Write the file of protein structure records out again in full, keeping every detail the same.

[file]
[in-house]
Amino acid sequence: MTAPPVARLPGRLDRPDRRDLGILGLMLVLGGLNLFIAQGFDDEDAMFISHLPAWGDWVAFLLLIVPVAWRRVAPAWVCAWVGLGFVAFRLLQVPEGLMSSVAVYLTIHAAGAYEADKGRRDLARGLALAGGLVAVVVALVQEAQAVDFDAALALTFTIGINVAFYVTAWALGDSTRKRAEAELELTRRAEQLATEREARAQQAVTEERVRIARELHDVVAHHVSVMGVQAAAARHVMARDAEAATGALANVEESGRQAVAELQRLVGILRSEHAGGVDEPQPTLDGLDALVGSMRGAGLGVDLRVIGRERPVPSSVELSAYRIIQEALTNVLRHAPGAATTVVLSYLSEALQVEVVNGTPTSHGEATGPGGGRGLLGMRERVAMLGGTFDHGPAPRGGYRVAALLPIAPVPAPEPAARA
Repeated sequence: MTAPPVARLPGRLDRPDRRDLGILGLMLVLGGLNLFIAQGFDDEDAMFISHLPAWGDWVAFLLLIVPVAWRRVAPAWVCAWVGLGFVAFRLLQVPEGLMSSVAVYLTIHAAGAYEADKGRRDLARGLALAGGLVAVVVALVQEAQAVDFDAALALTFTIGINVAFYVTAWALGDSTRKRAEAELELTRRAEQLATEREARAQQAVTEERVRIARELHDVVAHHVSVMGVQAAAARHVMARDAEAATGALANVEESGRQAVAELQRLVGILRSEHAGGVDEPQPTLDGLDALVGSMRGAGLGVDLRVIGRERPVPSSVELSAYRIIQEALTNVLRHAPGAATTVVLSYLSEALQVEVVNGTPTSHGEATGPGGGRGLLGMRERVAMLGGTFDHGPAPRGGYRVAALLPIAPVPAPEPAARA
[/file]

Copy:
[in-house]
Amino acid sequence: MTAPPVARLPGRLDRPDRRDLGILGLMLVLGGLNLFIAQGFDDEDAMFISHLPAWGDWVAFLLLIVPVAWRRVAPAWVCAWVGLGFVAFRLLQVPEGLMSSVAVYLTIHAAGAYEADKGRRDLARGLALAGGLVAVVVALVQEAQAVDFDAALALTFTIGINVAFYVTAWALGDSTRKRAEAELELTRRAEQLATEREARAQQAVTEERVRIARELHDVVAHHVSVMGVQAAAARHVMARDAEAATGALANVEESGRQAVAELQRLVGILRSEHAGGVDEPQPTLDGLDALVGSMRGAGLGVDLRVIGRERPVPSSVELSAYRIIQEALTNVLRHAPGAATTVVLSYLSEALQVEVVNGTPTSHGEATGPGGGRGLLGMRERVAMLGGTFDHGPAPRGGYRVAALLPIAPVPAPEPAARA
Repeated sequence: MTAPPVARLPGRLDRPDRRDLGILGLMLVLGGLNLFIAQGFDDEDAMFISHLPAWGDWVAFLLLIVPVAWRRVAPAWVCAWVGLGFVAFRLLQVPEGLMSSVAVYLTIHAAGAYEADKGRRDLARGLALAGGLVAVVVALVQEAQAVDFDAALALTFTIGINVAFYVTAWALGDSTRKRAEAELELTRRAEQLATEREARAQQAVTEERVRIARELHDVVAHHVSVMGVQAAAARHVMARDAEAATGALANVEESGRQAVAELQRLVGILRSEHAGGVDEPQPTLDGLDALVGSMRGAGLGVDLRVIGRERPVPSSVELSAYRIIQEALTNVLRHAPGAATTVVLSYLSEALQVEVVNGTPTSHGEATGPGGGRGLLGMRERVAMLGGTFDHGPAPRGGYRVAALLPIAPVPAPEPAARA